We logged Katie in under her account and got started with her first session. I was surprised to see my ultra-confident “math kid” immediately panic with the timer. She frantically pressed the “I don’t know” answer for each question. We paused the game and talked through her feelings, and she told me she was worried she would push the wrong button. I showed her the double check feature: choose the answer first and then “submit” it when she’s ready.

After her session, Katie also enjoyed setting up her virtual world and visiting the clubhouse with her sister. With both girls, I had to set a secondary timer to tell them when their “extra” time was up, or they would have continued for more than an hour.

Math Apps for Kids: Smartick Review | learning activities, fun games, technology for children, elementary, middle school {rollingprairiereaders.com}


Smartick Pros:

  • I LOVED that the girls had to do their math session before they could play in their virtual world. It was a strong motivator to get them interested in playing each day. Since Smartick is built on consistency, I appreciated this!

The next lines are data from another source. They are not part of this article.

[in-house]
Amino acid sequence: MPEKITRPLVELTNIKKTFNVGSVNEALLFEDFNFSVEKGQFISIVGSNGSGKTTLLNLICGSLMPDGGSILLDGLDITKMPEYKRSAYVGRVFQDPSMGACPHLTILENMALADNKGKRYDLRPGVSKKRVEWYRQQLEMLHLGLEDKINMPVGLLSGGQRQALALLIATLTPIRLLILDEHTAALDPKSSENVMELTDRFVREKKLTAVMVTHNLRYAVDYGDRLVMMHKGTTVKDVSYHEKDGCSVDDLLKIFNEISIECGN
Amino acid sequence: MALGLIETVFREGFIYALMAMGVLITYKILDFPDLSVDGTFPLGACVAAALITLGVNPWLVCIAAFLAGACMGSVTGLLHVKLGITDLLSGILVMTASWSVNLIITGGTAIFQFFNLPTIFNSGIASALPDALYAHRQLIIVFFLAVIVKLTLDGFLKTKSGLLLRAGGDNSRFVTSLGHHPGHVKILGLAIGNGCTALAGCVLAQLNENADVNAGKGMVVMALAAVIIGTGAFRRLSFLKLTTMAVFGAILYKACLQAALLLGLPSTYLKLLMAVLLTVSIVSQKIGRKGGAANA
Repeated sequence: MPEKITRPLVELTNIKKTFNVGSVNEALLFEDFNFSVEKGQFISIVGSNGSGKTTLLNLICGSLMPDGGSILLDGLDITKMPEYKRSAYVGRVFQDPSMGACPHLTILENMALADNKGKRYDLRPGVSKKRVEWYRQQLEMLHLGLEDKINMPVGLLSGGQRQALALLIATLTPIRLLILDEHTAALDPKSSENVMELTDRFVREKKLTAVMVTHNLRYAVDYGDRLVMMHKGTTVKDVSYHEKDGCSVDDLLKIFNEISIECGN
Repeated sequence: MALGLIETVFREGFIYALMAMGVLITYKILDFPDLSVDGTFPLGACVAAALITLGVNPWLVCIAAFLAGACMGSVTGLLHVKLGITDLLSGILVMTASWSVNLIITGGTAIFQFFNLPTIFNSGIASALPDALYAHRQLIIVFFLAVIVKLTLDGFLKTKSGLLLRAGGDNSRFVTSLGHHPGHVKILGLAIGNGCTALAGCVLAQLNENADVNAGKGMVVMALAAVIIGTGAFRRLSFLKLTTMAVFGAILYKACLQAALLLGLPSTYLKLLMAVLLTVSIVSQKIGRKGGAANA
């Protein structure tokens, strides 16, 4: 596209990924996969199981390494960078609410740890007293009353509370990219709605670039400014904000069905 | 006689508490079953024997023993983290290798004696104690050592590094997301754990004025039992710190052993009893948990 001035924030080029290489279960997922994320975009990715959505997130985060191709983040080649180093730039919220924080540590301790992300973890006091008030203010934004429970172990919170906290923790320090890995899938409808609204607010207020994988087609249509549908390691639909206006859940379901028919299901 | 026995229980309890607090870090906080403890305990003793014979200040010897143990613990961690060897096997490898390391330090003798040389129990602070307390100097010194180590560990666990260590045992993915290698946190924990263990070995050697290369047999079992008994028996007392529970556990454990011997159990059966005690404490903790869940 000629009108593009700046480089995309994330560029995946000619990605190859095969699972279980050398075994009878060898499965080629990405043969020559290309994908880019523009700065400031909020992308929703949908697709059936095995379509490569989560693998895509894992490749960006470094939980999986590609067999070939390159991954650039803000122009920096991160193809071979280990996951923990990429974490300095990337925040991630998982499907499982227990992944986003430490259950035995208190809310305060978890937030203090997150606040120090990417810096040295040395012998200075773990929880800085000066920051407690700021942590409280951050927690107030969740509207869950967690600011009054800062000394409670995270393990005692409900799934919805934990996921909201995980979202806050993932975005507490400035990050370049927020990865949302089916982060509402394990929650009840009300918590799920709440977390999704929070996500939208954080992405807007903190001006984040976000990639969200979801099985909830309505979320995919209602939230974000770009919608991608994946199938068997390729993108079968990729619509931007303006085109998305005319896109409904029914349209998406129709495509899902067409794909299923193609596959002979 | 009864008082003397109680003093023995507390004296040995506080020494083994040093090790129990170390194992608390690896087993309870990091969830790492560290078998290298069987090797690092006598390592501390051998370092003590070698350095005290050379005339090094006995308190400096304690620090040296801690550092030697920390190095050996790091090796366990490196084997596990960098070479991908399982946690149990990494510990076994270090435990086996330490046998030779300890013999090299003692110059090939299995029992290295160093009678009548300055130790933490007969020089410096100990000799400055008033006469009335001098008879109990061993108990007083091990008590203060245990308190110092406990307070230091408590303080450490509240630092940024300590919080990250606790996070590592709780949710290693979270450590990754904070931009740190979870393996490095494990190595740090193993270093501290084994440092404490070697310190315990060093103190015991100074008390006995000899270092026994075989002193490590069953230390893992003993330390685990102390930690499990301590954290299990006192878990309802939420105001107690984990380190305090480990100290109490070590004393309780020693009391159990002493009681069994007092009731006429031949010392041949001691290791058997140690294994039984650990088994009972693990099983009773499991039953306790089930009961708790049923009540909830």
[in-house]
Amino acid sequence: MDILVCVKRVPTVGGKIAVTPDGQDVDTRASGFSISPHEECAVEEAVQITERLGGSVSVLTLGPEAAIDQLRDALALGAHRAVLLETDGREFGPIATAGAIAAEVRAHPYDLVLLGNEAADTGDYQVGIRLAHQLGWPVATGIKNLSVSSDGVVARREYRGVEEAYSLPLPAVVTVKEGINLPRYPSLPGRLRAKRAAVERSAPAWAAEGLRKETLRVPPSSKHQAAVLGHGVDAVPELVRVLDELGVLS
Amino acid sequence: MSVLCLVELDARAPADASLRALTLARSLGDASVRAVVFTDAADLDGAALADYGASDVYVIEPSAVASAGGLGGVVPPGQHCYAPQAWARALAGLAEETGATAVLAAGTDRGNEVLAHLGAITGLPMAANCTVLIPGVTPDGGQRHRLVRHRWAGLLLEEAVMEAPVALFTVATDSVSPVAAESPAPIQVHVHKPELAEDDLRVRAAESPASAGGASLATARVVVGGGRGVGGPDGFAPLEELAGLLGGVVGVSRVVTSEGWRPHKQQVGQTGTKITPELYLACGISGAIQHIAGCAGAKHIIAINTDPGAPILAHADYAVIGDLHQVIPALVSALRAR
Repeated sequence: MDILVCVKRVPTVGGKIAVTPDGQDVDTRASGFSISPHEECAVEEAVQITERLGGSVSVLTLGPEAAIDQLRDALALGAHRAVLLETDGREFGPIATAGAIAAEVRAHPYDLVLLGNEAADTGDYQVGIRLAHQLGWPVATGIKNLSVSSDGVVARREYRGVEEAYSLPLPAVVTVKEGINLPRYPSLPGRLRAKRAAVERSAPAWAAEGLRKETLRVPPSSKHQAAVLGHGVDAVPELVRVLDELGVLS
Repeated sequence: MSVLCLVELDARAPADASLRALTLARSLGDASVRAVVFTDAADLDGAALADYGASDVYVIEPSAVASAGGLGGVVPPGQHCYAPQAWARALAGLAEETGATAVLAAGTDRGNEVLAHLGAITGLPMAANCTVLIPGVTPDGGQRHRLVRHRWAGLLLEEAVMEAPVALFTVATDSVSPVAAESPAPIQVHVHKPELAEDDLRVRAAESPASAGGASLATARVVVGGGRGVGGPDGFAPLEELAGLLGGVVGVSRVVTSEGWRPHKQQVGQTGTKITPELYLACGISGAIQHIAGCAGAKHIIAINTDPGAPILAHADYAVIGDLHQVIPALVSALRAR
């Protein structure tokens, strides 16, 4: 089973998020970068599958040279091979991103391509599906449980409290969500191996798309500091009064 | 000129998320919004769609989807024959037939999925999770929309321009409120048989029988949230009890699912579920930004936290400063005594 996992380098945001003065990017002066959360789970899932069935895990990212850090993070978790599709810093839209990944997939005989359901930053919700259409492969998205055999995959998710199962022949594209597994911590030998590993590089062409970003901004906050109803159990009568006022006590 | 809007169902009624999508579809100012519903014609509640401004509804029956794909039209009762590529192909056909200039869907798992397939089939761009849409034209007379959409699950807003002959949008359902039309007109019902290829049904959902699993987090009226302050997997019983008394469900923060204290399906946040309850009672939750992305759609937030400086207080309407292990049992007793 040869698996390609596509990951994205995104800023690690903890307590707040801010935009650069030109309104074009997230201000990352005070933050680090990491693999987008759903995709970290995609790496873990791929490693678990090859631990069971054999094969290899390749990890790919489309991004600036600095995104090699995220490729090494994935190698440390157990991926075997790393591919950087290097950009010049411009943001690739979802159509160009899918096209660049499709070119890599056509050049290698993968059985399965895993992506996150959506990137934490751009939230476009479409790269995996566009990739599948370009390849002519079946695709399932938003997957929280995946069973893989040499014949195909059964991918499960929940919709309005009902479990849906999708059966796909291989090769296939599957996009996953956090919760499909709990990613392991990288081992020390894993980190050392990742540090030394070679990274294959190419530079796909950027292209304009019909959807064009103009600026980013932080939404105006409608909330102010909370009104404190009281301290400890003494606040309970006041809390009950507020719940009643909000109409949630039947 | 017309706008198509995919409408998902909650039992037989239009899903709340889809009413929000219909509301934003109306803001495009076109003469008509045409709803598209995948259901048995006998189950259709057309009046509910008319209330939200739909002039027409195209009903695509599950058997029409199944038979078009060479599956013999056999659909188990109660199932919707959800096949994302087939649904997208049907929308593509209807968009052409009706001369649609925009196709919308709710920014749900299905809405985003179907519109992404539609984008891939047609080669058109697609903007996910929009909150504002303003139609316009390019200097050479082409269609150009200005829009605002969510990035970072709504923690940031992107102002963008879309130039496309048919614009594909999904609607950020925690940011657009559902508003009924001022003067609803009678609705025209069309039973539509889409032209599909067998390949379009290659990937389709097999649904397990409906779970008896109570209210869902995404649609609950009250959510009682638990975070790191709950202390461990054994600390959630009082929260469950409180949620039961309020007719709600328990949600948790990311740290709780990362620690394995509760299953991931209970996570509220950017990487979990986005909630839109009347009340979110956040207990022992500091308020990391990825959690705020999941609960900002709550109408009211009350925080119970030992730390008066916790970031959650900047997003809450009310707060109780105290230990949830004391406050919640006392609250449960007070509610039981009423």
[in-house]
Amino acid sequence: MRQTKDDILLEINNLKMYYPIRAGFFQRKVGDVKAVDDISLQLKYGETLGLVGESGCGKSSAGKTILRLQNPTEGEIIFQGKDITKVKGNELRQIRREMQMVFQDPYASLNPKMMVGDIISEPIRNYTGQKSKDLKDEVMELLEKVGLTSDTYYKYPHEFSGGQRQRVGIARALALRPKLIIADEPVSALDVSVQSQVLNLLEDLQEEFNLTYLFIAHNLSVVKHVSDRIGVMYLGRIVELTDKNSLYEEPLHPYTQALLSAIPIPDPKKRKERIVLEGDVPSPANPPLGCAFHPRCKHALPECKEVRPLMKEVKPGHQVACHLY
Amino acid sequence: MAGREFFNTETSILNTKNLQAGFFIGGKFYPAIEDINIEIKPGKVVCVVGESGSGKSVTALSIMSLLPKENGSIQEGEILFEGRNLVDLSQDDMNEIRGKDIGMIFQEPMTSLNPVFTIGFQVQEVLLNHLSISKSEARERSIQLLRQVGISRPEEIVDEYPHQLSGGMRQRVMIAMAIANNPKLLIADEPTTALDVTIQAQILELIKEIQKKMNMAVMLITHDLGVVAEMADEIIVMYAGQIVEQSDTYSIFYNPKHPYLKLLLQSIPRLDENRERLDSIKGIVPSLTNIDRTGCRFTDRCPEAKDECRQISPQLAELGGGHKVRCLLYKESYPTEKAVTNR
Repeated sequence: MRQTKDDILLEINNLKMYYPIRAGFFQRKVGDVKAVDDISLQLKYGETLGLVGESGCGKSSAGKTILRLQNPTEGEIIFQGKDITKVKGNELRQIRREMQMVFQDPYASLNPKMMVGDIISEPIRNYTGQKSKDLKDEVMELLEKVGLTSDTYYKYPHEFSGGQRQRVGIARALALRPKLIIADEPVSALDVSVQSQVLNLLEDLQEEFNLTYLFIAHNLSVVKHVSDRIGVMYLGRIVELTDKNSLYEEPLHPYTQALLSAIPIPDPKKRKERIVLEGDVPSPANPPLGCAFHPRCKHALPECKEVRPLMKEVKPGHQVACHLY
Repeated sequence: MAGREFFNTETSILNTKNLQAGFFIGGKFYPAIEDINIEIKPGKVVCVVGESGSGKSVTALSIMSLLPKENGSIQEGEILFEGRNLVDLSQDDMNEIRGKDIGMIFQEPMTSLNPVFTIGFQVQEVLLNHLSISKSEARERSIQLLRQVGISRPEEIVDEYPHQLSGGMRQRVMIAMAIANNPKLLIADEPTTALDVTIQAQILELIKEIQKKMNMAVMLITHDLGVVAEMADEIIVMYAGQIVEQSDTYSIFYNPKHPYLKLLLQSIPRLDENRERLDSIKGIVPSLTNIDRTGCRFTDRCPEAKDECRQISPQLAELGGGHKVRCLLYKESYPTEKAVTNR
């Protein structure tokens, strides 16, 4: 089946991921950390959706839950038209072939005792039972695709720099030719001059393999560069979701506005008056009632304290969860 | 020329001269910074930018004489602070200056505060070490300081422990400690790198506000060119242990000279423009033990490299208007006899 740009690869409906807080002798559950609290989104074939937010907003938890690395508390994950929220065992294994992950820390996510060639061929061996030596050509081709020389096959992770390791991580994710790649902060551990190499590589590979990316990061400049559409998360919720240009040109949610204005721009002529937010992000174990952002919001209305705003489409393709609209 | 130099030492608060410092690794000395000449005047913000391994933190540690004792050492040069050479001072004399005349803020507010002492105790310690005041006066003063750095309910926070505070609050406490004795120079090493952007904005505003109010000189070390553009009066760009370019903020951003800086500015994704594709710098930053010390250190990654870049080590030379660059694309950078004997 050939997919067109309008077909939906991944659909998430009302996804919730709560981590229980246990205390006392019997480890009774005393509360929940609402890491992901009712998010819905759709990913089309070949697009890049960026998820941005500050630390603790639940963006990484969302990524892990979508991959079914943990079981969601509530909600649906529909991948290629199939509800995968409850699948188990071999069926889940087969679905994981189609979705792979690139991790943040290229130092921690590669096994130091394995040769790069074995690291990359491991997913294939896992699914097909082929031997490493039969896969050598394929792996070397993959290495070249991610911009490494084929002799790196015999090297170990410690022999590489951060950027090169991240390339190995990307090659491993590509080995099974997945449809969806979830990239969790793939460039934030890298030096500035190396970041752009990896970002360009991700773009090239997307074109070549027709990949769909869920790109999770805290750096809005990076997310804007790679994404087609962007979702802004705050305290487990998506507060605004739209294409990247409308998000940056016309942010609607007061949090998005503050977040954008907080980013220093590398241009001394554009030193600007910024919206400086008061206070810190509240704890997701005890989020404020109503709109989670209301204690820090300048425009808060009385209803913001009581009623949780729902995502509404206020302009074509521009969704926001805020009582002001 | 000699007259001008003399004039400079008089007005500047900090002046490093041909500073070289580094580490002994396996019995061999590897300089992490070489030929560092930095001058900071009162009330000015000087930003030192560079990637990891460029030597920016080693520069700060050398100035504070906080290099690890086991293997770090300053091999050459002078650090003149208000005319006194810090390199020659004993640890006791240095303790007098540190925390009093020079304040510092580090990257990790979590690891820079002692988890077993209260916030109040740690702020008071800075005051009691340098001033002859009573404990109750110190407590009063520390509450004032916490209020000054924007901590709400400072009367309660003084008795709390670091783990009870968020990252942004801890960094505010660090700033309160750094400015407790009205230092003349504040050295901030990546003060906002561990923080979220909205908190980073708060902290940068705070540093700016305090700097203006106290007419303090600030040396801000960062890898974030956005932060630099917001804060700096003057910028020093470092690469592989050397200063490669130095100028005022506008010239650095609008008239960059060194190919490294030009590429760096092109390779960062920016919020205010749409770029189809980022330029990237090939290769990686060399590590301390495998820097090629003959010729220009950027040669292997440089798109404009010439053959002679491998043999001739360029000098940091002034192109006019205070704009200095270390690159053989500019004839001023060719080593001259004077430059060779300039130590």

• The parental controls were easy to set up. I let my girls “friend” each other but no one else. I could see that it would be fun to trade gifts and communicate with classmates or cousins who were also using the app.
  • I was glad to see a variety of skills covered in each session (and in the tutorial section as well), including concepts not covered in our curriculum. Addie loved the problem-solving questions presented at the end of her turn. For a child who leans toward not liking math, she certainly enjoyed watching the extra tutorials and playing math games after completing her main lesson.
  • Smartick’s communication is top-notch. I received an immediate e-mail after each girl’s session with feedback about speed and accuracy. They also have a support team available via their website. It’s clear to me that the founders have a desire to see children be successful with the app and fall in love with math.

Smartick Concerns: